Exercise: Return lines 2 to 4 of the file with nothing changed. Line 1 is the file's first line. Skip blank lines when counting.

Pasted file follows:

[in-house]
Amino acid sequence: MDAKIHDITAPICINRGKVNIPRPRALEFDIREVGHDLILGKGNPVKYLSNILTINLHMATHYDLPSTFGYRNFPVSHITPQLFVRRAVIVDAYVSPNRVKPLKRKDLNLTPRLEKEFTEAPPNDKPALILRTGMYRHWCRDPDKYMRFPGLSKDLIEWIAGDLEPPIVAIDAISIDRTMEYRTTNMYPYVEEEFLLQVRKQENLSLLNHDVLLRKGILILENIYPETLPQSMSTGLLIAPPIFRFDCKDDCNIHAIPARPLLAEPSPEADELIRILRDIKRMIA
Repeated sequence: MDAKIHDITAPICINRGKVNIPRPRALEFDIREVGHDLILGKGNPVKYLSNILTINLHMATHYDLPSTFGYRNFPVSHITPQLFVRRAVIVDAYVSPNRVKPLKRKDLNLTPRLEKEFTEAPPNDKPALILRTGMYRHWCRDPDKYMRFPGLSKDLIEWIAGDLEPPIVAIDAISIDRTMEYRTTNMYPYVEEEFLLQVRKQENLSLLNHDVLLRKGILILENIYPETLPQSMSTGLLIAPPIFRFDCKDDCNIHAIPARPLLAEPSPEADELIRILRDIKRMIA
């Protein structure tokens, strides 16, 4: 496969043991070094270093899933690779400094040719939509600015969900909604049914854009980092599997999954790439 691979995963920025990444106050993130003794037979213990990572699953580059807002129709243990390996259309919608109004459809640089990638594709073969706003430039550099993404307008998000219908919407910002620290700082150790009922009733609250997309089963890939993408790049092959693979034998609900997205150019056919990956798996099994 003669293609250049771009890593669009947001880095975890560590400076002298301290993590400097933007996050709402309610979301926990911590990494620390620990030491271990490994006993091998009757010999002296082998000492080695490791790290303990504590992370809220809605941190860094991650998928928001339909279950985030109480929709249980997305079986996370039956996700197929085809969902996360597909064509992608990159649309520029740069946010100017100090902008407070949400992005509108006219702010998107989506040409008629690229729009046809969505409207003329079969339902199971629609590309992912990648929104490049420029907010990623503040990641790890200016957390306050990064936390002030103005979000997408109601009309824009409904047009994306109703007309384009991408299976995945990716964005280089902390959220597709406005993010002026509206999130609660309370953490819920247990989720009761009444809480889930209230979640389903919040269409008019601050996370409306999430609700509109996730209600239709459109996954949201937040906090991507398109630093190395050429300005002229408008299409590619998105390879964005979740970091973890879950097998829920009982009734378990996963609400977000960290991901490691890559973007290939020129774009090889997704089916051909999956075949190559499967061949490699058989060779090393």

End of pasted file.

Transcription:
Amino acid sequence: MDAKIHDITAPICINRGKVNIPRPRALEFDIREVGHDLILGKGNPVKYLSNILTINLHMATHYDLPSTFGYRNFPVSHITPQLFVRRAVIVDAYVSPNRVKPLKRKDLNLTPRLEKEFTEAPPNDKPALILRTGMYRHWCRDPDKYMRFPGLSKDLIEWIAGDLEPPIVAIDAISIDRTMEYRTTNMYPYVEEEFLLQVRKQENLSLLNHDVLLRKGILILENIYPETLPQSMSTGLLIAPPIFRFDCKDDCNIHAIPARPLLAEPSPEADELIRILRDIKRMIA
Repeated sequence: MDAKIHDITAPICINRGKVNIPRPRALEFDIREVGHDLILGKGNPVKYLSNILTINLHMATHYDLPSTFGYRNFPVSHITPQLFVRRAVIVDAYVSPNRVKPLKRKDLNLTPRLEKEFTEAPPNDKPALILRTGMYRHWCRDPDKYMRFPGLSKDLIEWIAGDLEPPIVAIDAISIDRTMEYRTTNMYPYVEEEFLLQVRKQENLSLLNHDVLLRKGILILENIYPETLPQSMSTGLLIAPPIFRFDCKDDCNIHAIPARPLLAEPSPEADELIRILRDIKRMIA
């Protein structure tokens, strides 16, 4: 496969043991070094270093899933690779400094040719939509600015969900909604049914854009980092599997999954790439 691979995963920025990444106050993130003794037979213990990572699953580059807002129709243990390996259309919608109004459809640089990638594709073969706003430039550099993404307008998000219908919407910002620290700082150790009922009733609250997309089963890939993408790049092959693979034998609900997205150019056919990956798996099994 003669293609250049771009890593669009947001880095975890560590400076002298301290993590400097933007996050709402309610979301926990911590990494620390620990030491271990490994006993091998009757010999002296082998000492080695490791790290303990504590992370809220809605941190860094991650998928928001339909279950985030109480929709249980997305079986996370039956996700197929085809969902996360597909064509992608990159649309520029740069946010100017100090902008407070949400992005509108006219702010998107989506040409008629690229729009046809969505409207003329079969339902199971629609590309992912990648929104490049420029907010990623503040990641790890200016957390306050990064936390002030103005979000997408109601009309824009409904047009994306109703007309384009991408299976995945990716964005280089902390959220597709406005993010002026509206999130609660309370953490819920247990989720009761009444809480889930209230979640389903919040269409008019601050996370409306999430609700509109996730209600239709459109996954949201937040906090991507398109630093190395050429300005002229408008299409590619998105390879964005979740970091973890879950097998829920009982009734378990996963609400977000960290991901490691890559973007290939020129774009090889997704089916051909999956075949190559499967061949490699058989060779090393």